The Patient Protection and Affordable Care Act, often referred to simply as the ACA or Obamacare, was signed into law on March 23, 2010. The ACA is intended to expand access to health insurance coverage for millions of uninsured Americans by expanding eligibility for Medicaid and developing health insurance marketplaces where uninsured persons may be eligible for subsidies to make private health plans more affordable. While expanding access to health insurance is a big part of the ACA, there are many other purposes of the law, including provisions intended to reform the health care delivery system to produce better patient outcomes at lower cost.
AOTA was very active in the legislative process leading up to the passage and signing of the ACA, working to achieve victories such as inclusion of rehabilitation and habilitation in the essential health benefits package. AOTA has also been monitorting the regulatory process at the federal and state levels as the ACA has been implemented, and has been advocating for occupational therapy practitioners and consumers. The dynamic environment created by health care reform creates opportunities, but vigilant monitoring of implementation activities and carefully executed advocacy efforts are necessary to ensure occupational therapy is valued and protected in the future.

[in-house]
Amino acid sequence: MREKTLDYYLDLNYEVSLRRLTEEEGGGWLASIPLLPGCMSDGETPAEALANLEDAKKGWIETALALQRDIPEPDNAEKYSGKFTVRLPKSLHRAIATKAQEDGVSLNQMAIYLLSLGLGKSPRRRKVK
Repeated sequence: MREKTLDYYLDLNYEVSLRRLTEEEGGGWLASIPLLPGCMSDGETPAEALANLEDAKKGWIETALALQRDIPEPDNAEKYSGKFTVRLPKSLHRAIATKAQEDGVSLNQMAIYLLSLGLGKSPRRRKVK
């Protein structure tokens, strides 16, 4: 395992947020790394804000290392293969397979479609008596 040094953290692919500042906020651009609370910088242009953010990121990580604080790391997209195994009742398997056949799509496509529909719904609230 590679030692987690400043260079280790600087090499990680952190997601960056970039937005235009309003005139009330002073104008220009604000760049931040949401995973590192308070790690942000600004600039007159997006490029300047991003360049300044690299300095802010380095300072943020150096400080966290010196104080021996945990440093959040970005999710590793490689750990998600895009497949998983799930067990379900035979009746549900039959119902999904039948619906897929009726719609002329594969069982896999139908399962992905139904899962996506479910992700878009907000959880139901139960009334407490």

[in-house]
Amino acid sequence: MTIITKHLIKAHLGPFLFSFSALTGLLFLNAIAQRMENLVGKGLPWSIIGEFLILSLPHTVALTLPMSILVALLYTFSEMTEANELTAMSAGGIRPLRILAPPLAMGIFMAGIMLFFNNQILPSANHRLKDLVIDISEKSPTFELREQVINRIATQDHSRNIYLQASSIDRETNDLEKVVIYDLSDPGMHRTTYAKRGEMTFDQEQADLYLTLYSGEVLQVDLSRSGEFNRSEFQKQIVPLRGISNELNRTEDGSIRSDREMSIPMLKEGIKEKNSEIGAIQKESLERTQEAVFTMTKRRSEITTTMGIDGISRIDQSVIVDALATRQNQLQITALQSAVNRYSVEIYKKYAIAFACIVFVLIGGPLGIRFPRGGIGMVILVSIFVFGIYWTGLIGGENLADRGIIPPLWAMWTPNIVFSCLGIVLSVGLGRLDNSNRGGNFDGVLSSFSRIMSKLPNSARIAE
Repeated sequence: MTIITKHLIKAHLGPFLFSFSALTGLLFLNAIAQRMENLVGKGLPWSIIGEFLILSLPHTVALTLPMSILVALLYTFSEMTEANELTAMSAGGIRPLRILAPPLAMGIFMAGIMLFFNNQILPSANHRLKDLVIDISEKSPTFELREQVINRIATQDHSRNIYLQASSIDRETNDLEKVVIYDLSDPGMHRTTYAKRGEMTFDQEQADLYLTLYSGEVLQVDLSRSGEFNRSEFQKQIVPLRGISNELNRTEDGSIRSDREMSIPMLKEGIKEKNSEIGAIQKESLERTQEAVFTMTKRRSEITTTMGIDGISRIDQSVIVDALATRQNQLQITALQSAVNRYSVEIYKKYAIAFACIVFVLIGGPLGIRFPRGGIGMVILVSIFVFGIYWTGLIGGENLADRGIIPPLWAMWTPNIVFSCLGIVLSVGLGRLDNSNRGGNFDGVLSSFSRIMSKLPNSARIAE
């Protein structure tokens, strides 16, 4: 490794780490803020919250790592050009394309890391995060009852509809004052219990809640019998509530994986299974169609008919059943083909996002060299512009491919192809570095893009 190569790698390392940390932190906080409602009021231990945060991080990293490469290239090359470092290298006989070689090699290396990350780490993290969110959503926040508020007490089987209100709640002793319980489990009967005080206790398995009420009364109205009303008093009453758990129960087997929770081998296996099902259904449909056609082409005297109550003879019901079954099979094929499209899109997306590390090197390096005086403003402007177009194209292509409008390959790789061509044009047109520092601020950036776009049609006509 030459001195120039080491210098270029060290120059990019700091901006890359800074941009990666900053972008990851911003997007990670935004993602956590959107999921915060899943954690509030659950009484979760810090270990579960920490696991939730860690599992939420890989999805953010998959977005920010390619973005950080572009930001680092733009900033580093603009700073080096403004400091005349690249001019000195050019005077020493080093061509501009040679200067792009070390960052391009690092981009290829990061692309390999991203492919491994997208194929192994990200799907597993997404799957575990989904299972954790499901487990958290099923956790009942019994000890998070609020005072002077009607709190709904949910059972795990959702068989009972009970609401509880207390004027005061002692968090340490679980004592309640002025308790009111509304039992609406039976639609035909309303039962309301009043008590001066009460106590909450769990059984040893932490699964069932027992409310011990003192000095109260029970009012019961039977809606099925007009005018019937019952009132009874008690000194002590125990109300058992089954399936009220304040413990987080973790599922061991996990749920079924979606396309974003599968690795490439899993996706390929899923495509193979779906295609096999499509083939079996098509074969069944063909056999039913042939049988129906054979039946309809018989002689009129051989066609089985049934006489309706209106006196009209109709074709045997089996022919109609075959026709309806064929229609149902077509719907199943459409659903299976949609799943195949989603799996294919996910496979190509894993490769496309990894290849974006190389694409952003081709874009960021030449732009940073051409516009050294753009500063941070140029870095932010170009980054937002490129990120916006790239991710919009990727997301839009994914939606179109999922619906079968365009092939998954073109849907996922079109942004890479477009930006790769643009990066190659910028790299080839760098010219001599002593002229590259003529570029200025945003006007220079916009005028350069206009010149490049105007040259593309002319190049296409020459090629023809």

Please also see the Health Care Reform Implementation page on AOTA's website at: http://www.aota.org/Advocacy-Policy/Health-Care-Reform.aspx
On March 24, 2014, the National Committee for Quality Assurance (NCQA) will release its new standards for recognition as a Patient-Centered Medical Home (PCMH). A good summary is available here, based on NCQA's "sneak peek." PCMHs are new models for delivering primary care services that place a focus on interprofessional team-based care to achieve improved measures of patient satisfaction, reduced costs, and improved clinical outcomes. AOTA has been working on developing new roles for OT practitioners in primary care (more on that here), and practices that adopt the PCMH as their delivery model may present opportunities for OT to demonstrate its value in primary care.
Glad NCQA has gotten on board with PCMH. Joint Commission established a PCMH accreditation in 2011. See: www.jointcommission.org/.../default.aspx
Carol, the title of the post was perhaps not ideal. The NCQA recognition standards that are about to be released are really an update of their standards that were released in 2011. And the 2011 standards were an update of standards from 2008, so NCQA has been in the game for a while. It's interesting that the Joint Commission refers to the model as a "Primary Care Medical Home." I haven't seen that before.
There's an interesting comparison of the two programs at the following link:
It looks like the Joint Commission has about 1,100 accredited sites.
I can't find a national number for NCQA-recognized PCMHs under the 2011 standards, but their database lists over 2,600 in California alone. From what I've seen and heard, NCQA seems to be the dominant standard so far.